Good morning. As I enter the final week of my presidency， I'm extraordinarily grateful for all the progress we've made together these last eight years —— building the strongest economy in a generation， renewing our ethic of responsibility， and strengthening the bonds of community and family all across America. Today I want to talk about our progress in reducing youth violence and new steps we're taking to make our communities even safer.
Over the past few years， terrible tragedies at Columbine and other schools have forced us to take a hard look at youth violence， and an even harder look at what each of us can do and must do to ensure that such tragedies do not happen again.
Although there are no simple solutions， recent evidence suggests we are moving in the right direction. According to the latest data， violent crime by young people has been cut nearly in half since 1993； schoolyard deaths have dropped dramatically. These are both important declines that reflect the lowest national crime rate in 25 years.
But， still， we have more to do. At my direction， the White House Council on Youth Violence has developed a new website and toll-free information line to help parents and educators get the facts they need to reduce youth violence. The website address is www.safeyouth.org. And the toll-free number is 1-866-SAFE-YOUTH. That's www.safeyouth.org， and 1-866-SAFE-YOUTH.
I'm also pleased to release another important resource —— a guide for parents on communicating better with teenagers. It incorporates the latest research as well as the best ideas from the White House Conference on Teenagers， which Hillary and I sponsored last year. We'll distribute this publication nationwide through the website， the toll-free line and with the assistance of school principals， school nurses and pediatricians.
Like all parents， Hillary and I know it's not always easy to talk with your children about sensitive subjects. That's why this new guide is so very valuable —— because it teaches parents how to listen more carefully to their children and nurture relationships built on trust， love， discipline and respect.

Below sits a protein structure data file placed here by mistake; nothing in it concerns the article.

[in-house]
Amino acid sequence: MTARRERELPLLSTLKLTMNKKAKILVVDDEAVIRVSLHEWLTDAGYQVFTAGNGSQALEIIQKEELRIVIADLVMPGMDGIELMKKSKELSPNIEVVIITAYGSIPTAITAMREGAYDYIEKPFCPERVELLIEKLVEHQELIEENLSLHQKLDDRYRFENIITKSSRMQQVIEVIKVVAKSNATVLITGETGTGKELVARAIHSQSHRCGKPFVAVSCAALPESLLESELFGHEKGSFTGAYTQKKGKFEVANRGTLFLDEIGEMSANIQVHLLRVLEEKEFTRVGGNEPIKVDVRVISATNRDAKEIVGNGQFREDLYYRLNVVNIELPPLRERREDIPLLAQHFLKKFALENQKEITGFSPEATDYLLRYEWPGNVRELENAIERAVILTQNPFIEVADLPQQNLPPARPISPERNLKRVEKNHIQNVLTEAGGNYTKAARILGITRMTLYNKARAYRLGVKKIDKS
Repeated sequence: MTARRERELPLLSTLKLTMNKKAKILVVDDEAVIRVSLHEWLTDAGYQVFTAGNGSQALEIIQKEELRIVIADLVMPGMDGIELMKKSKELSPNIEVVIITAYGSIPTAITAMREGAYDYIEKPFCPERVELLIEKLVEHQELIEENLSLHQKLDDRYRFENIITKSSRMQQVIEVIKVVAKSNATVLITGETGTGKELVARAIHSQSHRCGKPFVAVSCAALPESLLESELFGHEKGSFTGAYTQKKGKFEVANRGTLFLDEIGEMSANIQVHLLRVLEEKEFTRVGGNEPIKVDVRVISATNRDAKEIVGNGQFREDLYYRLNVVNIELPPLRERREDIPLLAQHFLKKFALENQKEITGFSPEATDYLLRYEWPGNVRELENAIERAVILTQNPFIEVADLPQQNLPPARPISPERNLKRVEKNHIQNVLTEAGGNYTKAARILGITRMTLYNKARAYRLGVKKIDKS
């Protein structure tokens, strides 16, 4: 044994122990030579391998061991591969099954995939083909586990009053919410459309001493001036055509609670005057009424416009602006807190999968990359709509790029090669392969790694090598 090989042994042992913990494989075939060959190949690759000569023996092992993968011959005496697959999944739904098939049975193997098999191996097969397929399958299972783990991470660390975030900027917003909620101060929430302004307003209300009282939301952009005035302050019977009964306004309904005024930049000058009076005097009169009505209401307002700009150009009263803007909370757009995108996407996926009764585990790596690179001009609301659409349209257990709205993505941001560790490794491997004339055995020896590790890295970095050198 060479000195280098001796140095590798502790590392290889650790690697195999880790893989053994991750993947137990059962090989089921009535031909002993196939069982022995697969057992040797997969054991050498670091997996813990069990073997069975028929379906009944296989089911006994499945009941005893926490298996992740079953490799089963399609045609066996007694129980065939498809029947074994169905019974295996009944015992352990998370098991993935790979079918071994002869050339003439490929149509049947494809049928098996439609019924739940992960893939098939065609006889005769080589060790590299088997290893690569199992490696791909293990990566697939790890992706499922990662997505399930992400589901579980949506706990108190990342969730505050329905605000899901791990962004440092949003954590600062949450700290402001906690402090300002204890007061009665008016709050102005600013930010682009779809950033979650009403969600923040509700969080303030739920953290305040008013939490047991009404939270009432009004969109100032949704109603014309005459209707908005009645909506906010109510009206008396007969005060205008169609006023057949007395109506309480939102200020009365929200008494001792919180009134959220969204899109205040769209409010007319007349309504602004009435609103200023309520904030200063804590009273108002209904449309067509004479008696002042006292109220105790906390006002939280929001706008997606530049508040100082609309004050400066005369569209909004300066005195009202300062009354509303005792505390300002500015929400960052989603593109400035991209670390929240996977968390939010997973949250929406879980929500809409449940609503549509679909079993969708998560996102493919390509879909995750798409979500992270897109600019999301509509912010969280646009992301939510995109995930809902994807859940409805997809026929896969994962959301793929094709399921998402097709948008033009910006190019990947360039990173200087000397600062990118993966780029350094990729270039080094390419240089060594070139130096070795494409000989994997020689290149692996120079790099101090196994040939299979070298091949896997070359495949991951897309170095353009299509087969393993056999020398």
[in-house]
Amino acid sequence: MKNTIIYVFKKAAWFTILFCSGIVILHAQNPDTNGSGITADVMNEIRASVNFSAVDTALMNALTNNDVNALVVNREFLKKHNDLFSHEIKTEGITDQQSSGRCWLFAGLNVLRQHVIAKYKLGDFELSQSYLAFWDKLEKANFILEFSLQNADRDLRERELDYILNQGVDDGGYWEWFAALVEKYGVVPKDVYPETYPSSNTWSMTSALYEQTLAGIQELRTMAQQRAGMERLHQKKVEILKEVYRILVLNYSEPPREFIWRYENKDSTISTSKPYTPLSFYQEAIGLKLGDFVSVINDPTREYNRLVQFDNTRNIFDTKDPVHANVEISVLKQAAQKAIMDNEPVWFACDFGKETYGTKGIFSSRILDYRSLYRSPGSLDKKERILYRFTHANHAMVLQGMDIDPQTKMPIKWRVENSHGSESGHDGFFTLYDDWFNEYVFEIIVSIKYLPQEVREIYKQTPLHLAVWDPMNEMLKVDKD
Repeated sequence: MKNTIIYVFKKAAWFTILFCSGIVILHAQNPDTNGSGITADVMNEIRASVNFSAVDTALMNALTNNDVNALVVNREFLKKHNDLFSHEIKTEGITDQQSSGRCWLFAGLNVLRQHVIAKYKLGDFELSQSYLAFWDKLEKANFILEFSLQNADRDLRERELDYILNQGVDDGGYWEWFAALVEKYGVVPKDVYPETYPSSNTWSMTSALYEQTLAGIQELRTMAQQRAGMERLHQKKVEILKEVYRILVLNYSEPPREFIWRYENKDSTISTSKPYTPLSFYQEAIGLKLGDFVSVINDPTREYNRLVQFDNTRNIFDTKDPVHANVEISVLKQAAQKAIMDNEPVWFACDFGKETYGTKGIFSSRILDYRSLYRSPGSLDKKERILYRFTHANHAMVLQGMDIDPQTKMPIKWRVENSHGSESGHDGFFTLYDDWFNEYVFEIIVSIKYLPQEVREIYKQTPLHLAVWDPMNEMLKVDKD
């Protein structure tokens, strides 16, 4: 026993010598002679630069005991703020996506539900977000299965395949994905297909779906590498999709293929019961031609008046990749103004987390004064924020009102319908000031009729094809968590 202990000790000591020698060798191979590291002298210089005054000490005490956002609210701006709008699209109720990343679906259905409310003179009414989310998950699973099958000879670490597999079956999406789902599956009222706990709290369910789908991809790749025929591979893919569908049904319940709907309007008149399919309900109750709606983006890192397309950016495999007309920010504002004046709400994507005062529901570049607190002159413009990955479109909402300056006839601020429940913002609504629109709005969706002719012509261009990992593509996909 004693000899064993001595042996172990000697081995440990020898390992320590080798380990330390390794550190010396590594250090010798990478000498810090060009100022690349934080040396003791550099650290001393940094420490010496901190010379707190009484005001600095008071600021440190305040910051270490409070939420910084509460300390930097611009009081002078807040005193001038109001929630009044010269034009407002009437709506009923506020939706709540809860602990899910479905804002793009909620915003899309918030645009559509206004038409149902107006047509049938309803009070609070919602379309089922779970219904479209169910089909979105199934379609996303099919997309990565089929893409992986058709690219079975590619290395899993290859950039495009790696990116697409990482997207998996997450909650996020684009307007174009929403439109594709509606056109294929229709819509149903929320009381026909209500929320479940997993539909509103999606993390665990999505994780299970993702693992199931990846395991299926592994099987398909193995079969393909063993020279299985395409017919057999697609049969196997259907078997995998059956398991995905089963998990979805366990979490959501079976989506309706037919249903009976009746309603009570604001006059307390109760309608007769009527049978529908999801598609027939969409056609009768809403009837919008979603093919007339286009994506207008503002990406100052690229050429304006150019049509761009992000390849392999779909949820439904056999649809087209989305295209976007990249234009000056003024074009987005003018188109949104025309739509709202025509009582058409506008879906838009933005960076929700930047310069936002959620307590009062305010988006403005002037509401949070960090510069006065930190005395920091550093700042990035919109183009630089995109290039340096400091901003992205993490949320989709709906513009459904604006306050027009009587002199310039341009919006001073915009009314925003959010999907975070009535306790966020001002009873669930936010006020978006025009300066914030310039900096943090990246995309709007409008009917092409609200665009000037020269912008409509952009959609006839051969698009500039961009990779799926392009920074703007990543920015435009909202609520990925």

America has made a lot of progress in renewing these enduring values and strengthening our sense of national community. A record number of young people now volunteer for community service. So， together， we've built a country that's not only better off， but a better， safer place for all of us.
We passed the Brady law， which has kept guns out of the hands of over 600，000 felons， fugitives and stalkers. We've secured funding for more than 100，000 new police officers on the beat. We created the COPS in Schools program to help local law enforcement hire police officers to work in our schools.
We established after-school and summer school programs that are helping now 1.3 million children a year stay out of trouble and succeed in the classroom， and we've launched a national program to foster local partnerships that make our schools safer， identify children at risk， and get them the help they need.
Working closely with the private sector and community groups， we also expanded the GEAR-UP initiative to give young people mentors and encouragement to seek a college education. And now， a record number of young people are going on to college.
We need to build on this remarkable success. Here in Washington， Congress should now move swiftly to close the gun show loophole and require background checks for all gun buyers. In the private sector， Hollywood should own up to its responsibilities and stop marketing violence to America's young people.
There is nothing more precious to a parent than a child， and nothing more important to our future than the safety of all our children. So let's do all we can to protect them from harm and teach them to walk away from violence. In the end， all of us have a responsibility to help our youth succeed and to help end youth violence. If we do this mission successfully， America will always be a great and peaceful nation for generations to come.
Thanks for listening.